JAKBAR and STARBOUND
In photo above, next to the JAKBAR, the famous 65′ sloop, “Starbound” was being framed, at Bahrs Pier 7 during the years of 1946 through 1948. Built for Nutley NJ engineer J. Kenneth Whitteker, who after becoming fascinated with sailing, began researching the Spray, Joshua Slocum’s famed sloop. Determined to have one just like her, William J. Deed, New York Naval architect was commissioned to draw the plans and the Bahrs boatyard at Pier 7 was to build her. The Newark Sunday News printed a large story on the event featuring ten large photos, eight of them taken of the construction at Bahrs Pier 7. The carpenters working on the Spray were some of the most skilled artisans in the business. Some of their names were George Fay, Karl Kristensen, John Kristensen, and Olaf Olsen. Ken Bahrs was foreman in charge of the yard. The lumber of the 300 pound stern was of white oak, cut in Lakewood, NJ. The Starbound went to sail around the world twice by her owners the Gordon & Nina Stuermer who went on to write popular cruising books including one named “Starbound.”
In the early days of Bahrs Landing, fishing boats left out of the marina, as they do today, with small to large groups of anglers prepared to hook fluke, blackfish, stripers, and bluefish. The JAKBAR and the Lucky Strike were two popular boats and in August of 1947 were reported to have good bags by Stew Van Vliet, who wrote the Surf, Field, and Stream column for the Red Bank Register. The daily catch was reflected in restaurant advertisements as well. An ad for the Bahrs dining room menu special in mid June of 1947 was broiled fresh filet of fluke. This same week the JAKBAR was advertised in the local paper as an open party boat which meant just show up and we will all go, heading out at 8 AM each day. Ed Volk was the captain at this time. Julians Bait and Tackle was often advertised right above the JAKBAR ad as they were a nearby supplier of ice and ground and whole bunkers. The JAKBAR had a long life that involved playing many roles for many people.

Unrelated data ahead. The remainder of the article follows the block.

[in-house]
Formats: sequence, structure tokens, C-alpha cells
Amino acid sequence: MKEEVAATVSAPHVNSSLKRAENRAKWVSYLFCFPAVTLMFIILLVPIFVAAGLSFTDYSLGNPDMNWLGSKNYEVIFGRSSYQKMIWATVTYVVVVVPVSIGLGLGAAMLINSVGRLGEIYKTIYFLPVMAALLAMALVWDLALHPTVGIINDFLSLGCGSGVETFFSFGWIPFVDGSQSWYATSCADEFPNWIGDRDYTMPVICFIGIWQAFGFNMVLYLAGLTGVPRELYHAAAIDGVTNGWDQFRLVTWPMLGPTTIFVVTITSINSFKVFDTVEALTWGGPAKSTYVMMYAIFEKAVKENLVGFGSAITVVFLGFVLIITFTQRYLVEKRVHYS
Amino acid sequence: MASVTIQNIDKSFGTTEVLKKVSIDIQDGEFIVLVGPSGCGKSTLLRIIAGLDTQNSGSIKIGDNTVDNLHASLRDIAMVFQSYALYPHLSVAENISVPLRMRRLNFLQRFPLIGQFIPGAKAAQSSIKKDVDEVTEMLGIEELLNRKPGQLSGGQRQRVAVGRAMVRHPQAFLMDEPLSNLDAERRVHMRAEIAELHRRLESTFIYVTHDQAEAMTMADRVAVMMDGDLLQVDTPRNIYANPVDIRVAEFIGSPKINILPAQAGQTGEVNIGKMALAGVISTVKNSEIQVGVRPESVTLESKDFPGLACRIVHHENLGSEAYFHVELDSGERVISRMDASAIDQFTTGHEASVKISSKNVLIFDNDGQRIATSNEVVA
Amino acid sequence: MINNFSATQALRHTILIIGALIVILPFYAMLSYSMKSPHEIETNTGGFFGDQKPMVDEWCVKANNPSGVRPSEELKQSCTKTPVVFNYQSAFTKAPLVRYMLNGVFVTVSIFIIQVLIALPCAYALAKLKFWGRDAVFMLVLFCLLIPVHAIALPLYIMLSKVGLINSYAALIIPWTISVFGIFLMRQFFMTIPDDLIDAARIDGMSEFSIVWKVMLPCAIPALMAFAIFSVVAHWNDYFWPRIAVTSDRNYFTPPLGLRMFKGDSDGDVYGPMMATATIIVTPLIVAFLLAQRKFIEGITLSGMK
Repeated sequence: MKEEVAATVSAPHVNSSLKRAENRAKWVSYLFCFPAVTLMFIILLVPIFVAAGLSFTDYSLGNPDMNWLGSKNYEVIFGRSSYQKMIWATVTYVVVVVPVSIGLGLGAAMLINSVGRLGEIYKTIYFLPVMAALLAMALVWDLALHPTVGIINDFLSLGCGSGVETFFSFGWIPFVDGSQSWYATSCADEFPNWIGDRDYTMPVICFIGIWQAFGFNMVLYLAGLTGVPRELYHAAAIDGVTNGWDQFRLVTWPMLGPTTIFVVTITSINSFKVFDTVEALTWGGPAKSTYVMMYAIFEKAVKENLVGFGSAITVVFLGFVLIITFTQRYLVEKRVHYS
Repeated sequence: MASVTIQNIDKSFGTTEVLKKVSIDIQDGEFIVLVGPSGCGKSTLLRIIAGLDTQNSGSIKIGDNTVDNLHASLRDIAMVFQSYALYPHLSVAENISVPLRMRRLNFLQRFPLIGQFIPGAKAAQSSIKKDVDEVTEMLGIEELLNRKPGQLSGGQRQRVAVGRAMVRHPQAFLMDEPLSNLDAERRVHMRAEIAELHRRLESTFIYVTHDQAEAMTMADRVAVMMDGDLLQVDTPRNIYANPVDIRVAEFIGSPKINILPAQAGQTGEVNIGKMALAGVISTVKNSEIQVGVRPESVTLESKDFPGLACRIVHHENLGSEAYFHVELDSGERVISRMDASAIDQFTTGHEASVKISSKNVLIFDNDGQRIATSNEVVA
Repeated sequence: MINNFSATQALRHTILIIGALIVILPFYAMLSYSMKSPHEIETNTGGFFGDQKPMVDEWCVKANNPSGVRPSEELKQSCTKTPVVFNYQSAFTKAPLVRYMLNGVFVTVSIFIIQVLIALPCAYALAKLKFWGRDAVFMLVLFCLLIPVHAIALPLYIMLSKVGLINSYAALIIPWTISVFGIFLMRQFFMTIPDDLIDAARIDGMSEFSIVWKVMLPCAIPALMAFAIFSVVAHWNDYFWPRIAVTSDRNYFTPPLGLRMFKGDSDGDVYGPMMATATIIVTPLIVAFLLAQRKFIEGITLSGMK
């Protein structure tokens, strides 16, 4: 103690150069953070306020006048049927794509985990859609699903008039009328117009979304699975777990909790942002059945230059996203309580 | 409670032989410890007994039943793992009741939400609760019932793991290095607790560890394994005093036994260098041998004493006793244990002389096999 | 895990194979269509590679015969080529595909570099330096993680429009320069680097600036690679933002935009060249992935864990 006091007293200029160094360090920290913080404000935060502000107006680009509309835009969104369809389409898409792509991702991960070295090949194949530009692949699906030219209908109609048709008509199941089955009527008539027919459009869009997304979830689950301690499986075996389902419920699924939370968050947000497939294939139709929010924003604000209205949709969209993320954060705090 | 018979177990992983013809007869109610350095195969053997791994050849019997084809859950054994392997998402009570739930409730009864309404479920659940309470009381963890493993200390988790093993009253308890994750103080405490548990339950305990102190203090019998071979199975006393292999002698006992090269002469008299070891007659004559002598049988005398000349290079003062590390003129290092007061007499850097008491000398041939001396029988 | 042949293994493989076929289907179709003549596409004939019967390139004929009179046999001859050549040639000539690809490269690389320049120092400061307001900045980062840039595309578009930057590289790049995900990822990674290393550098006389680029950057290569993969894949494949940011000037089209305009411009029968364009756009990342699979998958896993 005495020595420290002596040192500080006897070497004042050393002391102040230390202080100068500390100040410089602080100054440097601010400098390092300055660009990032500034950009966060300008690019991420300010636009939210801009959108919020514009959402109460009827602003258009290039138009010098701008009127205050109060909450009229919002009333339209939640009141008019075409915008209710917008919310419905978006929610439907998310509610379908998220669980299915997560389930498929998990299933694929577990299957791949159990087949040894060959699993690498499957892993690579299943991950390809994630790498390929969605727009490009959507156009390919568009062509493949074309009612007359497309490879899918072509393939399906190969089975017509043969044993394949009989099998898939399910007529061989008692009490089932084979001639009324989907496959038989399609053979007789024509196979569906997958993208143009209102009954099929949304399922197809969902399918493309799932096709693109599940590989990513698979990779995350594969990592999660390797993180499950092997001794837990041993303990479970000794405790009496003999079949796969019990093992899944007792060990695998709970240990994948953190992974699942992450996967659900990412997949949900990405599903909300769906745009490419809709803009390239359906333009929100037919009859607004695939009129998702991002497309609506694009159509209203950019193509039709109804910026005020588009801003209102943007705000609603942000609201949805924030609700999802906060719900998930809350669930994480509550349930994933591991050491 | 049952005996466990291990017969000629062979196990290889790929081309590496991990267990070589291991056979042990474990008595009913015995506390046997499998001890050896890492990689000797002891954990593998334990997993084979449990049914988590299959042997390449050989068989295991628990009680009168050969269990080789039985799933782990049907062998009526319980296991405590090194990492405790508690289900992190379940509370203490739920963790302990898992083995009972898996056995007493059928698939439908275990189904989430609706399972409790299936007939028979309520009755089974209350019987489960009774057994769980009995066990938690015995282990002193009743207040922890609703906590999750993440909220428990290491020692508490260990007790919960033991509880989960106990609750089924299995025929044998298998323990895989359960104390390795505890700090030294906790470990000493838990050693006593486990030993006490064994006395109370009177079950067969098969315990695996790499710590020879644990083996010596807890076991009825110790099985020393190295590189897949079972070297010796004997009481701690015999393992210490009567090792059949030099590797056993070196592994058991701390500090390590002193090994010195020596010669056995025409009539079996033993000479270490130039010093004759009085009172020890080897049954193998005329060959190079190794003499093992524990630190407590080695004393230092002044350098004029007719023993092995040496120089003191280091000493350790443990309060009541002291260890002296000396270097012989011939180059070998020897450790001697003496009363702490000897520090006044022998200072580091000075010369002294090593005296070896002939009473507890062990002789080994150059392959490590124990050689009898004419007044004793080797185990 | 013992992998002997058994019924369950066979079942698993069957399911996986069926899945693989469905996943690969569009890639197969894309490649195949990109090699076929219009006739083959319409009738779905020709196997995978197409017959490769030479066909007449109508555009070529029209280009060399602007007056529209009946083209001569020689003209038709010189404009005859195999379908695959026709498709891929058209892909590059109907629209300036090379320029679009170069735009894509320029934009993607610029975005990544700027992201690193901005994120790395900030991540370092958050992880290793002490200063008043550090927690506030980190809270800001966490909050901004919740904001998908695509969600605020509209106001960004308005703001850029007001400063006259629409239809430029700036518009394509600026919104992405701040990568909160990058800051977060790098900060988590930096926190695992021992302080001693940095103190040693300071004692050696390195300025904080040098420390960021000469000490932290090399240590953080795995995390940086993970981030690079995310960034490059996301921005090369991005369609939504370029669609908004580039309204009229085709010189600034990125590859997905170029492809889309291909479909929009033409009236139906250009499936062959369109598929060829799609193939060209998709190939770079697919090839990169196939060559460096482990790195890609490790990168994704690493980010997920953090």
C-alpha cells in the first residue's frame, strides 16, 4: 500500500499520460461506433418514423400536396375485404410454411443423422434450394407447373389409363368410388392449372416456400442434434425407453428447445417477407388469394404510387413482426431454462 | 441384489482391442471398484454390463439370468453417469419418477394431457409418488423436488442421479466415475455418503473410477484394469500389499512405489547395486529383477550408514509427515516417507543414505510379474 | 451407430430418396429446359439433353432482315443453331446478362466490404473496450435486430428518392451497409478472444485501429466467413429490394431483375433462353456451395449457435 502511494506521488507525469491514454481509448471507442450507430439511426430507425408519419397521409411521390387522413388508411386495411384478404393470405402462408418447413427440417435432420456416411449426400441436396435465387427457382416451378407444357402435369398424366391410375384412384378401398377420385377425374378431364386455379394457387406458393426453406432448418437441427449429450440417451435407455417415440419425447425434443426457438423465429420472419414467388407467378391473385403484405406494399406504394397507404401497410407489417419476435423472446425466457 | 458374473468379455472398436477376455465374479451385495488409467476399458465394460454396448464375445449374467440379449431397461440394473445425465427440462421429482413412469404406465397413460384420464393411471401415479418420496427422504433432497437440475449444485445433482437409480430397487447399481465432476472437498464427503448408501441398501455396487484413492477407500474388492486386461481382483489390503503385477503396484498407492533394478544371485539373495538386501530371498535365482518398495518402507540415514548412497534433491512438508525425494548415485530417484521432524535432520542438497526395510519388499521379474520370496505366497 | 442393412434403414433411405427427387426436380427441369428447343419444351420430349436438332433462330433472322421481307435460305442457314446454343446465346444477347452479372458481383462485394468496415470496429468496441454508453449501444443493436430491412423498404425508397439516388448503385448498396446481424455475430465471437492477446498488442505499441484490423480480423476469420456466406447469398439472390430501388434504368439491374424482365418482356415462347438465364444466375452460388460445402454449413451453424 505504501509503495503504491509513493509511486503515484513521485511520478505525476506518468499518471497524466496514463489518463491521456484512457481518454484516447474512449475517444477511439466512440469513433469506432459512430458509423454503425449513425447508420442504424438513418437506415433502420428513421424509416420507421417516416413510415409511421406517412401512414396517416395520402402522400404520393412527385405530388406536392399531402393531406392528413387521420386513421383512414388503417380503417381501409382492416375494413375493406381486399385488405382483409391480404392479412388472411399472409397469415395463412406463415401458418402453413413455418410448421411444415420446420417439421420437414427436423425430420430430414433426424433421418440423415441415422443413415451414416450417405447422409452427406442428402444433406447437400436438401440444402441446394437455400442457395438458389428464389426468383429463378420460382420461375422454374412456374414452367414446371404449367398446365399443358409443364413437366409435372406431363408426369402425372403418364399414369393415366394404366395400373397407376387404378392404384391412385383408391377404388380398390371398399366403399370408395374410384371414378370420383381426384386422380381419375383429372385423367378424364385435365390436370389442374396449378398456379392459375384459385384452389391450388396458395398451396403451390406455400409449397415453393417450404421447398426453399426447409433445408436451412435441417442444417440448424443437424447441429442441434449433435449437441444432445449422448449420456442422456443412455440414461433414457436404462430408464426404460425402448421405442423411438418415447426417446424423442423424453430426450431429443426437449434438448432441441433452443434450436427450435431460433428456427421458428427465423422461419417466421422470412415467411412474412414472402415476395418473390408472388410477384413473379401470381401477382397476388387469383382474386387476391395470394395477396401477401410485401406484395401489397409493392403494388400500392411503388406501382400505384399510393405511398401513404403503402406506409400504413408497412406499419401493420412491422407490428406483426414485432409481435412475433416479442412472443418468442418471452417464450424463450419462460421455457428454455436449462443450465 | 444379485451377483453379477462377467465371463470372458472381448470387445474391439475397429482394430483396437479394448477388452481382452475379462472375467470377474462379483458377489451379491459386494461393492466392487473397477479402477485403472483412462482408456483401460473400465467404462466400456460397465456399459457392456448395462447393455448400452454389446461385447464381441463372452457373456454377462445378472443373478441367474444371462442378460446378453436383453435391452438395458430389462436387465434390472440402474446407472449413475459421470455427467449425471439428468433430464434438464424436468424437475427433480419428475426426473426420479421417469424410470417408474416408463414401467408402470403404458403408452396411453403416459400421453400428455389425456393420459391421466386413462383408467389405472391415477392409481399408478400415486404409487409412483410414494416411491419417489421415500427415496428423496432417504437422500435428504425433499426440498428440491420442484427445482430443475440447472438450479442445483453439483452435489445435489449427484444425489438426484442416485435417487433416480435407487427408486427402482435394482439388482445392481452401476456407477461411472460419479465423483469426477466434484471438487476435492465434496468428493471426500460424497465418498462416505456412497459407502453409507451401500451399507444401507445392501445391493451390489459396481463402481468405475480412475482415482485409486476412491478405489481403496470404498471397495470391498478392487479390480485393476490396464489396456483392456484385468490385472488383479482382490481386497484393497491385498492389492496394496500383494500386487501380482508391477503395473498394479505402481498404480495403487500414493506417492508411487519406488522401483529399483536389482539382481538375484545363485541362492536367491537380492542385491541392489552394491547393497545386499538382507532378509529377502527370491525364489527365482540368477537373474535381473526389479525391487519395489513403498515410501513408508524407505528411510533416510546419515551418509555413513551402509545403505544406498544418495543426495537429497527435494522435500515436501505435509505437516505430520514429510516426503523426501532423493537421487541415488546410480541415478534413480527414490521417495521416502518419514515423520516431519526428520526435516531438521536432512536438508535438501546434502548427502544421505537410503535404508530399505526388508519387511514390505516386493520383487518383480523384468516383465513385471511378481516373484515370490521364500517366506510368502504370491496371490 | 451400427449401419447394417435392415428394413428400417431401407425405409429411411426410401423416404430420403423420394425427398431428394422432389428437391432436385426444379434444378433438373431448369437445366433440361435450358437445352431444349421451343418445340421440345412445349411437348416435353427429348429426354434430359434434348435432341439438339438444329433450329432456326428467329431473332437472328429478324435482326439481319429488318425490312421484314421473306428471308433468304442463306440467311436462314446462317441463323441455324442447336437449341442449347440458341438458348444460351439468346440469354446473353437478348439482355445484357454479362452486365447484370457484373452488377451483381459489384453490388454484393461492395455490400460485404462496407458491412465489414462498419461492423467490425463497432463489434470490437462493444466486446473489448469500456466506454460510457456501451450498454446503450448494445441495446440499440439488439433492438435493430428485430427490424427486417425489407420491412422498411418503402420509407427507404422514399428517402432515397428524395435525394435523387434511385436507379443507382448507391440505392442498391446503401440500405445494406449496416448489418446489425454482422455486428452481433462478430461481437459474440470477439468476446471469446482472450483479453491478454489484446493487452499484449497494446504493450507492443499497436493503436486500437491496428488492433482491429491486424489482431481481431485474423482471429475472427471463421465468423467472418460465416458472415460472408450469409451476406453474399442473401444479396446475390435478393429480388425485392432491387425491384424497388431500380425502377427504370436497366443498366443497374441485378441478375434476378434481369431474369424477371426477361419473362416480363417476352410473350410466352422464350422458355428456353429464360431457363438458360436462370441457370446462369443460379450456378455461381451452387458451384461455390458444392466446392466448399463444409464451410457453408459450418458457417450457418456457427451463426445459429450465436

In 1970 the JAKBAR became a hero when she was able to redirect a large barge being used by the US Dredging Company from colliding with the Highlands bridge. The barge had broken loose from it’s moorings in a heavy northwest wind and was slowly being pushed toward the bridge. Alexander Bahrs and crew were able to push the barge on to the beach on Sandy Hook. No damage was done to the bridge but the traffic on the bridge was held up for a time pending the outcome. The JAKBAR was a cruising vessel for family and friends especially to see fireworks in Atlantic Highlands and up the river toward Red Bank too. The JAKBAR was great for crabbing and even had a career as the love boat as well. In July of 1984 Judge Ron Horan officiated at the marriage of an Atlantic Highlands couple. It was truly a party boat that spread Bahrs Landing style good cheer up and down the river. One of many memorable occasions was checking out the tall ships in New York Harbor on Liberty weekend, the one-hundredth Anniversary for the Statue of Liberty.